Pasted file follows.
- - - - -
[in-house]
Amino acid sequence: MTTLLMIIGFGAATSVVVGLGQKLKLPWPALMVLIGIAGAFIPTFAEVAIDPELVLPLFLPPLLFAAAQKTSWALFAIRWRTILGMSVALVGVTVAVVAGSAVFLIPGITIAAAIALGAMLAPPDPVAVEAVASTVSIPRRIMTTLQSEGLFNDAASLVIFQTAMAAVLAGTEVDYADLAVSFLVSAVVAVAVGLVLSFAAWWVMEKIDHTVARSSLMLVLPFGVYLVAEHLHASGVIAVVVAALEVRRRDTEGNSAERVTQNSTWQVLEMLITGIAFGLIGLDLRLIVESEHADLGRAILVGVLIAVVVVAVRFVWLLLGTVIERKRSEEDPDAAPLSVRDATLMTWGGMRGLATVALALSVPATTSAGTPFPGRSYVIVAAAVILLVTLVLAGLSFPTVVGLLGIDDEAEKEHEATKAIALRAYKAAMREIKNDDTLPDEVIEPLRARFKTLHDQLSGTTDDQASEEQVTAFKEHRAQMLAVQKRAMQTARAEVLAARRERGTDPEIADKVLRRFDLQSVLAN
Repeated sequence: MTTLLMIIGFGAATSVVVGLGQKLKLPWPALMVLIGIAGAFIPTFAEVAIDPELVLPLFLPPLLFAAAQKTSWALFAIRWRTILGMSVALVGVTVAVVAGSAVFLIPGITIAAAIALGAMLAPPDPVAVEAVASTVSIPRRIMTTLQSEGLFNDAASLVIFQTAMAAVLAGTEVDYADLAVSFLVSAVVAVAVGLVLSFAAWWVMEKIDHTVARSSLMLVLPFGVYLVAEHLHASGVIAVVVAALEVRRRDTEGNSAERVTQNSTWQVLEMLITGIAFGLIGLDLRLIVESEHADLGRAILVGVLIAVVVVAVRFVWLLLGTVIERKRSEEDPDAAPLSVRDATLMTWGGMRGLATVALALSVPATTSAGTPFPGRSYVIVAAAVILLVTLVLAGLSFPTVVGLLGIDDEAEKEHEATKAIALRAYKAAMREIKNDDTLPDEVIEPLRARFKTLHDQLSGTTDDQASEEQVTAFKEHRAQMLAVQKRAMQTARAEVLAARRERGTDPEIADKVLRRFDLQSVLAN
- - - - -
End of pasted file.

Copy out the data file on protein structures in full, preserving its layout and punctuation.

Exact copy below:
[in-house]
Amino acid sequence: MTTLLMIIGFGAATSVVVGLGQKLKLPWPALMVLIGIAGAFIPTFAEVAIDPELVLPLFLPPLLFAAAQKTSWALFAIRWRTILGMSVALVGVTVAVVAGSAVFLIPGITIAAAIALGAMLAPPDPVAVEAVASTVSIPRRIMTTLQSEGLFNDAASLVIFQTAMAAVLAGTEVDYADLAVSFLVSAVVAVAVGLVLSFAAWWVMEKIDHTVARSSLMLVLPFGVYLVAEHLHASGVIAVVVAALEVRRRDTEGNSAERVTQNSTWQVLEMLITGIAFGLIGLDLRLIVESEHADLGRAILVGVLIAVVVVAVRFVWLLLGTVIERKRSEEDPDAAPLSVRDATLMTWGGMRGLATVALALSVPATTSAGTPFPGRSYVIVAAAVILLVTLVLAGLSFPTVVGLLGIDDEAEKEHEATKAIALRAYKAAMREIKNDDTLPDEVIEPLRARFKTLHDQLSGTTDDQASEEQVTAFKEHRAQMLAVQKRAMQTARAEVLAARRERGTDPEIADKVLRRFDLQSVLAN
Repeated sequence: MTTLLMIIGFGAATSVVVGLGQKLKLPWPALMVLIGIAGAFIPTFAEVAIDPELVLPLFLPPLLFAAAQKTSWALFAIRWRTILGMSVALVGVTVAVVAGSAVFLIPGITIAAAIALGAMLAPPDPVAVEAVASTVSIPRRIMTTLQSEGLFNDAASLVIFQTAMAAVLAGTEVDYADLAVSFLVSAVVAVAVGLVLSFAAWWVMEKIDHTVARSSLMLVLPFGVYLVAEHLHASGVIAVVVAALEVRRRDTEGNSAERVTQNSTWQVLEMLITGIAFGLIGLDLRLIVESEHADLGRAILVGVLIAVVVVAVRFVWLLLGTVIERKRSEEDPDAAPLSVRDATLMTWGGMRGLATVALALSVPATTSAGTPFPGRSYVIVAAAVILLVTLVLAGLSFPTVVGLLGIDDEAEKEHEATKAIALRAYKAAMREIKNDDTLPDEVIEPLRARFKTLHDQLSGTTDDQASEEQVTAFKEHRAQMLAVQKRAMQTARAEVLAARRERGTDPEIADKVLRRFDLQSVLAN